Gratitude and Grapefruit

I recently finished reading One Thousand Gifts by Ann Voskamp.  I read a lot of books and I love a lot of books, but if someone asks me to name my favorite, I am seized by a sense of panic.  How could I possibly do that?  An easier task is to make a list of books that have changed my life.  One Thousand Gifts will definitely make my list if anyone asks for it in the future.

The book is about giving thanks in all circumstances.  This is one of the weakest places in my Christian walk.  A confirmed Eeyore, I can find a negative in the most positive of circumstances.  It’s dreadful.  I have known for some time that this was a thing God wanted to change in me.  There were just so many other things he needed to do first!  I started the book with trepidation.  Attempting things I’m not good at is stressful, but I was encouraged right away by the author’s approach.  She recognizes that giving thanks in all circumstances is difficult, so she suggests breaking it into pieces: “There is a way to live the big of thanks in all things.  It is this: to give thanks in this one small thing.  The moments will add up.”

Good thing for me, Ann Voskamp was an Eeyore, too.  She learned first to notice the little things.  Following her example, I went to Wal-Mart and bought myself a little journal and some half-size pens.

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I keep the journal with me at all times.  Its purpose is to record God’s gifts. I’m aiming for 1,000, of course, but I am currently up to 78.  I find a lot more on the weekend when I am home and my pace is slower.  That’s okay; I’m taking baby steps. My list includes regular things: “The smell of freshly brewed coffee,” and “Warm laundry just out of the dryer.”  I’ve also found that I’m beginning to see things I never noticed before, beautiful things, things I walked right by before, or saw only with a negative eye.  Recording them is like writing poetry: “The rainbows cast in the entryway by the prisms of the front door windows–reminding me that God always keeps his promises,” and “Steady rain falling in sheets outside my Monday classroom window.”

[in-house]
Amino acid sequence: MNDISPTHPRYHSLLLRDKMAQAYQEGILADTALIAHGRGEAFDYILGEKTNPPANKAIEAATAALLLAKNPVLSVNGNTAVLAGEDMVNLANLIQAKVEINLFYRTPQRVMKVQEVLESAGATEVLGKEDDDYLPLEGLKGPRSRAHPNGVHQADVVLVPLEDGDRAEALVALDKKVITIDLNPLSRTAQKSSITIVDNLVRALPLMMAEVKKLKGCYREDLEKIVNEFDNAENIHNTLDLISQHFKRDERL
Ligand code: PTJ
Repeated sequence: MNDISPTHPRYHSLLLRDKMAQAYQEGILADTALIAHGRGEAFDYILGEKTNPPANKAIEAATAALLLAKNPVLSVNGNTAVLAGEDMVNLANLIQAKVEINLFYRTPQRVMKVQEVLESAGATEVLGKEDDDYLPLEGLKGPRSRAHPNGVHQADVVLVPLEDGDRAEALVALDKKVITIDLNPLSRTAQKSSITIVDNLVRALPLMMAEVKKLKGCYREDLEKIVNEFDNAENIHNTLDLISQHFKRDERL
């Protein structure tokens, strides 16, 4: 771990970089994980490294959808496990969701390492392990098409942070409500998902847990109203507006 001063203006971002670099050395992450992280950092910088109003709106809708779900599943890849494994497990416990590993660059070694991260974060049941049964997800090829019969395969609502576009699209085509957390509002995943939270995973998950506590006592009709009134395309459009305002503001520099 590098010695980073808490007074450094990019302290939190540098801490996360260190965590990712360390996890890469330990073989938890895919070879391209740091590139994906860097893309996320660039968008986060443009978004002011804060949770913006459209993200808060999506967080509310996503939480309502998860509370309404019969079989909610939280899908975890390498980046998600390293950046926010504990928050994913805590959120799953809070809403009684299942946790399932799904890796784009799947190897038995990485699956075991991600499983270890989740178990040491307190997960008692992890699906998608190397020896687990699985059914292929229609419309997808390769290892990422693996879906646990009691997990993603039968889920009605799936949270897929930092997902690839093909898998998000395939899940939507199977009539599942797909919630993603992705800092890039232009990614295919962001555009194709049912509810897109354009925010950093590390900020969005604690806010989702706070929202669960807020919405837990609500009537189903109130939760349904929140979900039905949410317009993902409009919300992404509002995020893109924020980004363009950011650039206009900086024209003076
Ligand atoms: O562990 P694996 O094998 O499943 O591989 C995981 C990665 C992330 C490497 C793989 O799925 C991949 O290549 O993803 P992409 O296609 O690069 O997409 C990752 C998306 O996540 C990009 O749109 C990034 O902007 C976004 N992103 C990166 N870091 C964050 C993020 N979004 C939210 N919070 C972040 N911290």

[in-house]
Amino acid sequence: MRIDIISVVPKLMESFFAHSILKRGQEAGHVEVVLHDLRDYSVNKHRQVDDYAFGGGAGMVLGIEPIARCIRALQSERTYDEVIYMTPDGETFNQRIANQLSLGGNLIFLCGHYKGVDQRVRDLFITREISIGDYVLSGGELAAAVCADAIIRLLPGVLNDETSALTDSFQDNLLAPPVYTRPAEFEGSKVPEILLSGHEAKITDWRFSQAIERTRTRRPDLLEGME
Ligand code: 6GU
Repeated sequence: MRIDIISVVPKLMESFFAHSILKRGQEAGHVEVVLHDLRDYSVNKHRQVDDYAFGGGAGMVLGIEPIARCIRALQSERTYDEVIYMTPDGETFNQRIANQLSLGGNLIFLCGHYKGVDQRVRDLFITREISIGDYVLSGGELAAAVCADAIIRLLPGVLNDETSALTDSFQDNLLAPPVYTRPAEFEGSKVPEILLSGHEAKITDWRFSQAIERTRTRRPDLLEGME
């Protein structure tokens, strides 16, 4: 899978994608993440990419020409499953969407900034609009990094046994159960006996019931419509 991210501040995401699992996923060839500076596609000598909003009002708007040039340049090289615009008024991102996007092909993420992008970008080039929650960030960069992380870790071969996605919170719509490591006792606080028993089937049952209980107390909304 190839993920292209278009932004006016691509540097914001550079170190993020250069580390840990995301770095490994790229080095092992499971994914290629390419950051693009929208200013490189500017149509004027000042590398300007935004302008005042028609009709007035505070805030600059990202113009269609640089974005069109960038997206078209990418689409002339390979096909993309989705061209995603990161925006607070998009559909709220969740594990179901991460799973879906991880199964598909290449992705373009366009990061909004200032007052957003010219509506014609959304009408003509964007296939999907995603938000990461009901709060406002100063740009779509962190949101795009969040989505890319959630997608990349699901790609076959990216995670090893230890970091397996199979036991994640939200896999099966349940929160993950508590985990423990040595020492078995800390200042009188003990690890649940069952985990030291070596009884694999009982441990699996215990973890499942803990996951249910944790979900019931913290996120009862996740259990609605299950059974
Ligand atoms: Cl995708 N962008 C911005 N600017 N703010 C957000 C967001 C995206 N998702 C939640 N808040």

Here’s another passage that I copied into my commonplace book: “The brave who focus on all things good and all things beautiful and all things true, even in the small, who give thanks for it and discover joy even in the here and now, they are the change agents who bring fullest Light to the world.”  These words make me weep because they capture the desire of my heart.  I long to be a bringer of Light instead of  a spreader of gloom.  This new discipline and my little journal are helping me.  I have had to face the fact that PRIDE, that old nemesis of mine, is behind my lack of thanksgiving, too.  C.S. Lewis was right to name it “The Great Sin.” Voskamp quotes Henry Ward Beecher who said, “Pride slays thanksgiving….A proud man is seldom a grateful man, for he never thinks he gets as much as he deserves.”  OUCH! The truth hurts.

So,  I’m on the hunt, eyes wide open, looking for God’s good gifts.  I am finding them everywhere.  Consider grapefruit.

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We have started eating grapefruit for breakfast.  In my journal I recorded: “Round, sweet-tartness, bursting yellow and pink–morning in my mouth–grapefruit!”

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Every morning now, as I thank God for my breakfast, I’m not just going through the motions.  I honestly see the fruit in front of me, cut with love by my awesome husband, with a grapefruit knife from my wonderful mother

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as GRACE.  I bow my head and my heart, and I give thanks.

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2 Responses to Gratitude and Grapefruit

  1. Esther Johnston says:

    The book is wonderful! I read her blog, too, each day. So much to ponder!

    Like

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